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Youth Court or Crown Court?

Seminar on where trials for Young Defendants should be held, 7 February 2018

The Michael Sieff Foundation organised a seminar at the Nuffield Foundation on 7 February 2018 to discuss the pros and cons of whether trials of young defendants in serious cases (for example rape or murder) should be held in the Youth Court or the Crown Court.

There was some measure of agreement but not unanimous thinking.

Areas for further consideration.

The judicial process can be substantially improved without significant legislative change.

A Crown Court is not a suitable venue for a trial involving a child. The Old Bailey should never be used for trial of a child or for cases involving a child.

Exceptionally serious cases may require a Crown Court trial but this should take place in a venue suitable for children.

The venue for trial should be suitable to accommodate the needs of the child defendant and/or child witnesses and not be determined by mode of trial or allocation of case. It should allow for families and support workers, ie social/YOT worker, or intermediary to sit alongside the child.

Closed docks should not be used for children, unless truly exceptional circumstances apply.

Special measures should apply as standard in all cases involving a child irrespective of venue.

Children should have access to trained, specialist lawyers.

Lawyers’ fees should reflect the seriousness and complexity of the youth case. Youth cases should be recognised as requiring specialist knowledge and training.

Older children (age to be negotiated), being dealt with for serious offences should have access to a tribunal (ie as recommended by Carlile) or a jury. This should have fewer people than a full jury for an adult trial. Further discussion can follow in relation to the nature of the tribunal.

Serious sex offence cases should be heard by a District Judge sitting with youth justice magistrates.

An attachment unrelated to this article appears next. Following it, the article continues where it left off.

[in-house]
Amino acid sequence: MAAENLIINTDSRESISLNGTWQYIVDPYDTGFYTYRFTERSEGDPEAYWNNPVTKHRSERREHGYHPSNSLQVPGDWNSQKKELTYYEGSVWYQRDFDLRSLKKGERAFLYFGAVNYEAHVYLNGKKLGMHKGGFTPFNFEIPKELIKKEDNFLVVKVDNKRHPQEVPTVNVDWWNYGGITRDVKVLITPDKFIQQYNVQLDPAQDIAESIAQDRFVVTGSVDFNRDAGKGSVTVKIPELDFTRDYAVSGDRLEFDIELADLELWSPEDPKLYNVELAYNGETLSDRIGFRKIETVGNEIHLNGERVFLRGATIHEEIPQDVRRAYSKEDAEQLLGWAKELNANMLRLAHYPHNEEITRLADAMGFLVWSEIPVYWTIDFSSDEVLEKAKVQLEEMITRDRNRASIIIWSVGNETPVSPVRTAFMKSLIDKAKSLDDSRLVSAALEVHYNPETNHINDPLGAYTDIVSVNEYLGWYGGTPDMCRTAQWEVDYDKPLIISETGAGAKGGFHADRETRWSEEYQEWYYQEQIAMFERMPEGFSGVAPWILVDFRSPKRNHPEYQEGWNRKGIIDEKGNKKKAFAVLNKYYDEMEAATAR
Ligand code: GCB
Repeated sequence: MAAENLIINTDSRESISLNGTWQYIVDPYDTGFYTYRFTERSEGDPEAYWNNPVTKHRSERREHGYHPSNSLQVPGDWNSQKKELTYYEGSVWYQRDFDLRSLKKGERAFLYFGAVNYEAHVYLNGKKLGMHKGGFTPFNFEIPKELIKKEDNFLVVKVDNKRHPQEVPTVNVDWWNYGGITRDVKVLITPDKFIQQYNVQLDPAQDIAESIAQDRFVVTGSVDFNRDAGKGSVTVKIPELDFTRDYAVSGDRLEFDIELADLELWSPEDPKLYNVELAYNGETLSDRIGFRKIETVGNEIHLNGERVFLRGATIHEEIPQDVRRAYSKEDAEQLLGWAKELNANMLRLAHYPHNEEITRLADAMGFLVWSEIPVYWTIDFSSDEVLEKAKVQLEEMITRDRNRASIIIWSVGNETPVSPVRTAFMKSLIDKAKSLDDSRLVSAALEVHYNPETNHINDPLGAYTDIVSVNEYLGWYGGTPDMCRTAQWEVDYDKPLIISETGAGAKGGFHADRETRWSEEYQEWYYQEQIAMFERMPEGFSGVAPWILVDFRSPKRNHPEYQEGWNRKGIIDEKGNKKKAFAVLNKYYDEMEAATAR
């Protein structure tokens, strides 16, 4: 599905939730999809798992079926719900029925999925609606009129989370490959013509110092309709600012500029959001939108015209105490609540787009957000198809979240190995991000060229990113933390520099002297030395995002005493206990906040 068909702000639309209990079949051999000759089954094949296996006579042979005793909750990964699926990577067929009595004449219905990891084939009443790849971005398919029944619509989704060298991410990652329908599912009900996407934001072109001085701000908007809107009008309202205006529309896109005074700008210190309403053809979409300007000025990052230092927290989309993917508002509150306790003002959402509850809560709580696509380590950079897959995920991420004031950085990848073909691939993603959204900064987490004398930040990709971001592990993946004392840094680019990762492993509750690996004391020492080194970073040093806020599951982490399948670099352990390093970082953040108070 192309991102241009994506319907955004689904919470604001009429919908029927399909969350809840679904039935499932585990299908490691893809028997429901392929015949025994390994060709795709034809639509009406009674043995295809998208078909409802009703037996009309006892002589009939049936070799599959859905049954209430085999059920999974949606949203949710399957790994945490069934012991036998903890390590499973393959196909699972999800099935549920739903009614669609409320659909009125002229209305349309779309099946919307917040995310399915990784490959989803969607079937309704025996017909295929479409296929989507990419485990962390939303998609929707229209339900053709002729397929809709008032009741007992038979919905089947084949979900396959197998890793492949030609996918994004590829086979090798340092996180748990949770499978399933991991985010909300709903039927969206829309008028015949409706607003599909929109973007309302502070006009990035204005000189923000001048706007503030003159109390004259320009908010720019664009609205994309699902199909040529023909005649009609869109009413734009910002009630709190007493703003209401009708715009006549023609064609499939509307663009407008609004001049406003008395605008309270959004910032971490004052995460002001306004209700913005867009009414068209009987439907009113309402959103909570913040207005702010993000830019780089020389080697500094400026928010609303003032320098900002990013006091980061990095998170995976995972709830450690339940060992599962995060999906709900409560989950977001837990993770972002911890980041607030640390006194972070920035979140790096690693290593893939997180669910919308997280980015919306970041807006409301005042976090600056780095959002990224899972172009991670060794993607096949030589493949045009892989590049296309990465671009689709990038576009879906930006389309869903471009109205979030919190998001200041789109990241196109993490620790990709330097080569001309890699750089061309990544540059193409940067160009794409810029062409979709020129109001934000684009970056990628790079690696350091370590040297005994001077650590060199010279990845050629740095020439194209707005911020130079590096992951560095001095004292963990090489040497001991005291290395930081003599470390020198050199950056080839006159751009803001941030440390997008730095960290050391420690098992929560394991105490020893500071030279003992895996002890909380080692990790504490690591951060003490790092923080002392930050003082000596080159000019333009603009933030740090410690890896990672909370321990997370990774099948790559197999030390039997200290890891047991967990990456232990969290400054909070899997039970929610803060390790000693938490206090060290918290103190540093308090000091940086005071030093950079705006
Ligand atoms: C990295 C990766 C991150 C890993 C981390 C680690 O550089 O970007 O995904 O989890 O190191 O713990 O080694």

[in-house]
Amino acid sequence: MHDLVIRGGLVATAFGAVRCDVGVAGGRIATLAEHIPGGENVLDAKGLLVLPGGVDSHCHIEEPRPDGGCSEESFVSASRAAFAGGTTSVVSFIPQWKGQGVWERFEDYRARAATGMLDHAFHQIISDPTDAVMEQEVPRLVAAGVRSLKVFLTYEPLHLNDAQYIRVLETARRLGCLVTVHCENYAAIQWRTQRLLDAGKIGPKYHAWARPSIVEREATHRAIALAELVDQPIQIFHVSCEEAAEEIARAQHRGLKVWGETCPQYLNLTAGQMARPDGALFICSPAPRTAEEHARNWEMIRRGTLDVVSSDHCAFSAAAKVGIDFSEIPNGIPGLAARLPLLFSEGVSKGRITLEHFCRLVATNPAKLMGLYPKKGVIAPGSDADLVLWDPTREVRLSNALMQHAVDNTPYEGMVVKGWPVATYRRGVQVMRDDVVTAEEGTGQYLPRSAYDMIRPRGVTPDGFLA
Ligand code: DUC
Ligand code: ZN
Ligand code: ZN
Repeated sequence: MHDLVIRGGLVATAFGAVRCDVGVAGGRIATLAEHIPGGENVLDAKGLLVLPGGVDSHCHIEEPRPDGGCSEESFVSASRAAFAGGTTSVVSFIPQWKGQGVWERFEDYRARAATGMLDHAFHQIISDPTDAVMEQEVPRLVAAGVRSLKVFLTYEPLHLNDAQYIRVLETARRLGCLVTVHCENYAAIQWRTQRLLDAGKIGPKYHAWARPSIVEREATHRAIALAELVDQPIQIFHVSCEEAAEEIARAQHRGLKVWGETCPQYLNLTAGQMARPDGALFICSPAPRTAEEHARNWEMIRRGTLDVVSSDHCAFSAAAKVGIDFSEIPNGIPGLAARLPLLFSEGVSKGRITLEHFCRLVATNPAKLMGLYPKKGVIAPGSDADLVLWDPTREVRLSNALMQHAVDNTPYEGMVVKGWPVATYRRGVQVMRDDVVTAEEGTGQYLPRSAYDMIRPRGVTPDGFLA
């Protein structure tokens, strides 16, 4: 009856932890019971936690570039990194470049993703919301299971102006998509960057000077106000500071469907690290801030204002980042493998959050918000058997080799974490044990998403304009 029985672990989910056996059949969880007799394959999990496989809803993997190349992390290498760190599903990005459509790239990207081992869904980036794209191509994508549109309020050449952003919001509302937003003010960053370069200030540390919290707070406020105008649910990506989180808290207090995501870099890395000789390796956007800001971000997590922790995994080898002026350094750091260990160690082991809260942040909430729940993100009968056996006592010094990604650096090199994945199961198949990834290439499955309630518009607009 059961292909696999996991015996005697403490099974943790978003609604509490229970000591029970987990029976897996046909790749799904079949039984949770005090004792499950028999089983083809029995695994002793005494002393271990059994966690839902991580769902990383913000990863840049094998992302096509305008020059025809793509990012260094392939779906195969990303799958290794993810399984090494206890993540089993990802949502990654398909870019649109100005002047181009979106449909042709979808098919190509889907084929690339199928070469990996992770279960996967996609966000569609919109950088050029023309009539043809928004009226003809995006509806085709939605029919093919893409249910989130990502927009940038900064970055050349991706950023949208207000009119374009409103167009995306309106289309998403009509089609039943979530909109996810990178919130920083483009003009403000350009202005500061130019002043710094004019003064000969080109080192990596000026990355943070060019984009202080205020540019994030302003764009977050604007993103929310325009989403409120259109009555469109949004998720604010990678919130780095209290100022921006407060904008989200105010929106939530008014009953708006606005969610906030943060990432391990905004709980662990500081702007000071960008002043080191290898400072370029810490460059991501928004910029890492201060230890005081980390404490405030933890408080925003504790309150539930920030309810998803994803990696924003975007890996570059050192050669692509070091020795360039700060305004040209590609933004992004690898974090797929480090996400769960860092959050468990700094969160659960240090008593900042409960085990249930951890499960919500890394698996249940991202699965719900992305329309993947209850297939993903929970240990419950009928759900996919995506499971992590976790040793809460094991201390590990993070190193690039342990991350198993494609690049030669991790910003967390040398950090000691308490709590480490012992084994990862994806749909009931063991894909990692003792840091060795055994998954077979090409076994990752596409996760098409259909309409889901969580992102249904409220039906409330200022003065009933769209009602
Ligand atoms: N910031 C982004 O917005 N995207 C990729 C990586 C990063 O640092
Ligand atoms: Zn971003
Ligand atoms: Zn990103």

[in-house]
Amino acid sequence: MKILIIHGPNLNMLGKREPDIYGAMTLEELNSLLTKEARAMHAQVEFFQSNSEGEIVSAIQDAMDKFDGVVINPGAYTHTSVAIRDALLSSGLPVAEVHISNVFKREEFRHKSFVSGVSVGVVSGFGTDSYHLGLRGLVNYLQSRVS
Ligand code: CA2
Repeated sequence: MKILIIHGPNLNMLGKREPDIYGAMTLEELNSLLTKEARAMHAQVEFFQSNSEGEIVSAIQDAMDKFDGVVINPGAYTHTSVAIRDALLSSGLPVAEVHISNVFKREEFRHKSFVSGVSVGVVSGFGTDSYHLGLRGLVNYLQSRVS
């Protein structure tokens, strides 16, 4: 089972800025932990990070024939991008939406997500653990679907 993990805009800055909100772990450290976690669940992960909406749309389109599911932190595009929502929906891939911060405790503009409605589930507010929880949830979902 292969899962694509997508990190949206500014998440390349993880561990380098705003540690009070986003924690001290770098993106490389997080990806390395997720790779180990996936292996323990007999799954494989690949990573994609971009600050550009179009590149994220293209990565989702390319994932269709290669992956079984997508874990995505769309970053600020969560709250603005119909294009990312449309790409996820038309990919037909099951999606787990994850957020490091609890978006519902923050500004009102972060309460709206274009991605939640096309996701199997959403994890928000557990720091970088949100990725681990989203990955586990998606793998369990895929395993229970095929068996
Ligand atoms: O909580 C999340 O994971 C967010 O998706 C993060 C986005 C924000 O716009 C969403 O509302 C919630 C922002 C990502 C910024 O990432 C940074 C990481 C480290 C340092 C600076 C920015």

Closed courts should be the norm for all cases involving children (including where a case is remitted from the Youth Court to the Crown Court for sentence).

Intermediaries should be available to child defendants on a more regularised needs basis.1

HMCTS/MoJ should consult further with the judiciary, magistracy and legal representatives before extending the use of videolinks/virtual courts for children.

Section 28 of the Youth Justice and Criminal Evidence Act 1999 should be brought into force for vulnerable witnesses in youth cases.2 This should also be extended to vulnerable youth defendants.

The need for prompt process should be balanced against the need for participants to understand and participate effectively. Courts should use their powers to slow down case management when required.

Applications for Certificate for Counsel need to be processed more quickly and the Legal Aid Authority pressed to make payments that reflect the seriousness and complexity of the case, not based on venue. (See the recommendation of the Charlie Taylor Review for youth cases to have different fees to adult cases).

Management information and data collection needs to be significantly improved and information made available routinely, especially to the judiciary and magistracy.

Problem-solving approaches (as recommended by Carlile, Taylor and Lammy) are supported. Reviews of Youth Rehabilitation Orders already in statute should be introduced as soon as possible as a step towards this.

Ministry of Justice should be pressed on action, as set out in the Government response to the Taylor Review of Youth Justice, to consult on their approach to sentencing and to explore how to further integrate the Review’s principles into the current framework.


  1. Unimplemented Section 104 of the Coroners and Justice Act 2009 will allow for certain vulnerable accused to give oral evidence at trial with the assistance of an intermediary, but only for oral evidence giving not the duration of trial.
  2. Guidance for s28 trials in 3 courts already issued is published on www.judiciary.gov.uk here.